Ofsted chief Amanda Spielman receives 'venomous' threats

  • Published
Amanda SpielmanImage source, Department of Education
Image caption,
Amanda Spielman said she has received threatening messages after her report condemned some conservative religious schools

The head of Ofsted says she has had threats from "a mixture of Islamic extremists and the hard left" after raising concerns about faith schools.

Amanda Spielman said she received some "pretty venomous stuff" after a report criticising some religious schools.

Speaking to the Times, she said one message threatened "we can get you any time we want to".

Extra security has been drafted into an Ofsted regional office after inspectors were sent extreme Islamic literature.

The head of the schools inspectorate recently published her annual report, which warned a rising number of conservative religious schools were undermining equality laws.

A book discovered in one of the criticised schools was called Women Who Deserve to go to Hell.

She claims some of the practices in religious schools were sexist and sectarian.

In the Times, she said: "I'm not easily bruised. I don't fall over when I see a load of nasty tweets pointed at me.

"But there has been some pretty venomous stuff.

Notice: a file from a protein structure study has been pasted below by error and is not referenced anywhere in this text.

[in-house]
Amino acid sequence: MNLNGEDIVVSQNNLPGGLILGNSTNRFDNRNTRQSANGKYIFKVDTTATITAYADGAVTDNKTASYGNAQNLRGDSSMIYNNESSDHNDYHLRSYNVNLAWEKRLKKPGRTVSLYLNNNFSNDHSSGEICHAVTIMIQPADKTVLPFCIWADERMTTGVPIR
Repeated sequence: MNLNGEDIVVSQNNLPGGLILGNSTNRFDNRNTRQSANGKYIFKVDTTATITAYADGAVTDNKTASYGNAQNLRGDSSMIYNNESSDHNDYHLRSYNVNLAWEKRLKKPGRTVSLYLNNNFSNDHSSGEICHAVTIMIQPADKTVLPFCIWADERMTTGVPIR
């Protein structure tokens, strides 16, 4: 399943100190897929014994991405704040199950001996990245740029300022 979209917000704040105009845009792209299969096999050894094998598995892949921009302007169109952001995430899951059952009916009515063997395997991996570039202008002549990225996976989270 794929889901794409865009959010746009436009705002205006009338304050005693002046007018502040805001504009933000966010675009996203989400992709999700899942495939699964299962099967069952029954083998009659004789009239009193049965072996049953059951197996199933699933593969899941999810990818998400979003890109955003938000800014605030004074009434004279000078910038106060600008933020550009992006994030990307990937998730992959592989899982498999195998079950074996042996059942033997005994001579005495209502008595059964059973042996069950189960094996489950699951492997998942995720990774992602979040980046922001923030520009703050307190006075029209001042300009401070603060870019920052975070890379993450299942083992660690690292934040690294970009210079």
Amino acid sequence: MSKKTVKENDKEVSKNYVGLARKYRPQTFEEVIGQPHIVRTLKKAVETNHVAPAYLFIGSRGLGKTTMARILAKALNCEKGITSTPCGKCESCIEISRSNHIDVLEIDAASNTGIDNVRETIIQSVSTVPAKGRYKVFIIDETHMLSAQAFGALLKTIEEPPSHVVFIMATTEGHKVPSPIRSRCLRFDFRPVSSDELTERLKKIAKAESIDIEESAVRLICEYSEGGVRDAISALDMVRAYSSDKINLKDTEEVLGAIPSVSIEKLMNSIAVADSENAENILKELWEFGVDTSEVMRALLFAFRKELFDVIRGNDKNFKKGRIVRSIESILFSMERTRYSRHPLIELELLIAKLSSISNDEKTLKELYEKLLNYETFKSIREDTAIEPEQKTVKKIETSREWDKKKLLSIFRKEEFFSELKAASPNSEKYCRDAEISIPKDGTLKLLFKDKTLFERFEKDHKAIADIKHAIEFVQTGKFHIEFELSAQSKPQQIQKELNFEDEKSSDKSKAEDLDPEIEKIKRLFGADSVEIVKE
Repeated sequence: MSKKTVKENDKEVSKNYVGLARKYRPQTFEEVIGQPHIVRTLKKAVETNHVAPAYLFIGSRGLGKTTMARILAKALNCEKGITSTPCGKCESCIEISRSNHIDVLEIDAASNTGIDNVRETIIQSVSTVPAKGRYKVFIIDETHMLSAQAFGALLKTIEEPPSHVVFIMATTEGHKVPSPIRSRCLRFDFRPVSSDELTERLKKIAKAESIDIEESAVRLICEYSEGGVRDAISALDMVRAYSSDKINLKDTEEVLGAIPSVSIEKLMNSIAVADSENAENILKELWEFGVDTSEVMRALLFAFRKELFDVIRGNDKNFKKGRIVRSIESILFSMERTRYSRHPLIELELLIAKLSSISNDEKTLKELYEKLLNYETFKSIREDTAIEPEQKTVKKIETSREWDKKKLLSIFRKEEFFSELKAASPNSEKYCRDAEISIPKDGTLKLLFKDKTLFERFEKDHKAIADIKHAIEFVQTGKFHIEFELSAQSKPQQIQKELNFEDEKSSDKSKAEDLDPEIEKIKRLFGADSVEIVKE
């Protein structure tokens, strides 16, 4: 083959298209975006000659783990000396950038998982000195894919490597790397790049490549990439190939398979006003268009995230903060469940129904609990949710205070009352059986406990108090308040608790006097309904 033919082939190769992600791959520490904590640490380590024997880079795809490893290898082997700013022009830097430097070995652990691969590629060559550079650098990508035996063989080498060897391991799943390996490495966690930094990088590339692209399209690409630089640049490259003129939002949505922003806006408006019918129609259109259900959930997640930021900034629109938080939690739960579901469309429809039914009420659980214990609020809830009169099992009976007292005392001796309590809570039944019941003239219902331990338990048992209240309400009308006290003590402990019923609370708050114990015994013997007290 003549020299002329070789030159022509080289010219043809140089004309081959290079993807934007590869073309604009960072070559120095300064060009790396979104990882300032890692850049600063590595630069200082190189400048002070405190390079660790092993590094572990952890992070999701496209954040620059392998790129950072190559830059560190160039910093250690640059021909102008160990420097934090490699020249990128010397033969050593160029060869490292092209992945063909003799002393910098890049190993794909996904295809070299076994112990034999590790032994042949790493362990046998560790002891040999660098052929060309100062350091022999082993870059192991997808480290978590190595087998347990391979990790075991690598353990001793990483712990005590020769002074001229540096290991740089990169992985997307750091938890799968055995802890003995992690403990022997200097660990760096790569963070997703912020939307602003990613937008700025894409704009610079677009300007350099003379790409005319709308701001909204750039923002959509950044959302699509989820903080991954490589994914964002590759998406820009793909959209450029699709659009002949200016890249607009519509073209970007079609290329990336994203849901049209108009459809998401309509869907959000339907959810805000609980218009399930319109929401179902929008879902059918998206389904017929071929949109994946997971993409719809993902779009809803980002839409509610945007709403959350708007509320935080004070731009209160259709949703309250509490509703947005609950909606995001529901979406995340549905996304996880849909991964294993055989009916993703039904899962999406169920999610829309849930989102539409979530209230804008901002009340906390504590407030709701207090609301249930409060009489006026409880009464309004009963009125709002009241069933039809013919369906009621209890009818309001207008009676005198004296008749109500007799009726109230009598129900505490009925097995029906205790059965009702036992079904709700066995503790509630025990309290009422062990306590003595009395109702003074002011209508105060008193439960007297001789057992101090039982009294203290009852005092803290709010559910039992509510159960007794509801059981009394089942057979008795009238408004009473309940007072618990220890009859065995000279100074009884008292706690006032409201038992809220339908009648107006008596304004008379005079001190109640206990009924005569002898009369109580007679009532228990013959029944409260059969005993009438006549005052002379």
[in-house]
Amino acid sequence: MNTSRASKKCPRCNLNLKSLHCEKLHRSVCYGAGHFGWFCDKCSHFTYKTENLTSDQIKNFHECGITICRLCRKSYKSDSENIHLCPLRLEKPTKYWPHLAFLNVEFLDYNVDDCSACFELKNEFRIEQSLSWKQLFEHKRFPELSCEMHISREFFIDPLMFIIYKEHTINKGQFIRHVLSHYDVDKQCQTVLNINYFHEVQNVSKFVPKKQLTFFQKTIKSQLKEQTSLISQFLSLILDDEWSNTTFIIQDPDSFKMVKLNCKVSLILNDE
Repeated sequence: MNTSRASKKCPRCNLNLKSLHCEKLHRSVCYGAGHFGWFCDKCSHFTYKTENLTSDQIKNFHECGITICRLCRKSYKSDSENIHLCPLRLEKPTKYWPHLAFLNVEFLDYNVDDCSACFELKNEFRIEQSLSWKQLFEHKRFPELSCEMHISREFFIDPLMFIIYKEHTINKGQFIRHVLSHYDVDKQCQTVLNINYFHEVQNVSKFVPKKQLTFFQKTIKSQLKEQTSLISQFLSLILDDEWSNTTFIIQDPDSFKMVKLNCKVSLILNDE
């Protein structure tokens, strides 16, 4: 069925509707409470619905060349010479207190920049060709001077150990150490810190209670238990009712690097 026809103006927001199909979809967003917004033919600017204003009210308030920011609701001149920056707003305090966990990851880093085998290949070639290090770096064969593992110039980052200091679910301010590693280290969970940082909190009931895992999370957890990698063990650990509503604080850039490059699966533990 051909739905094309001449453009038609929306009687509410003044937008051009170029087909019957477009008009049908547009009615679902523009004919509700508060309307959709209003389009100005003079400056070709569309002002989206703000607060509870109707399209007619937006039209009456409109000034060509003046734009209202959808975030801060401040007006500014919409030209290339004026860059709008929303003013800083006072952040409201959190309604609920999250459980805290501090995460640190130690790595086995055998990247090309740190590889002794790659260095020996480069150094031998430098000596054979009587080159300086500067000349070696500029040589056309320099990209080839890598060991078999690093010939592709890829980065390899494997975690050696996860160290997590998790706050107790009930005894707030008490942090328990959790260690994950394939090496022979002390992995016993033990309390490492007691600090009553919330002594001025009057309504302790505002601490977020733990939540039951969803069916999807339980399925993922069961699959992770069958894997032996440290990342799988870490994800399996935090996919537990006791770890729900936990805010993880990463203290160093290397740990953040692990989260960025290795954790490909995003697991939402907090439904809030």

"I had an email, which was the most threatening one, which was along the lines of 'we know where you live and we can get you any time we want to'", she added.

Ms Spielman's Ofsted report said that there were concerns that the multiculturalism of religious schools sometimes came "into tension with the expectation that students should be prepared for life in modern Britain".

The report claimed schools were deliberately choosing to not meet standards due to tensions between a school's legal requirements for equality, and the expectations of conservative religious communities.

She added: "If we let ourselves be intimidated out of discussing these issues, it's children who will suffer."

A Department for Education spokeswoman said: "It is absolutely right that Ofsted reports on schools that fail to protect children or fail in any other way to meet the standards we expect, so that we can take action to ensure they adhere to the law."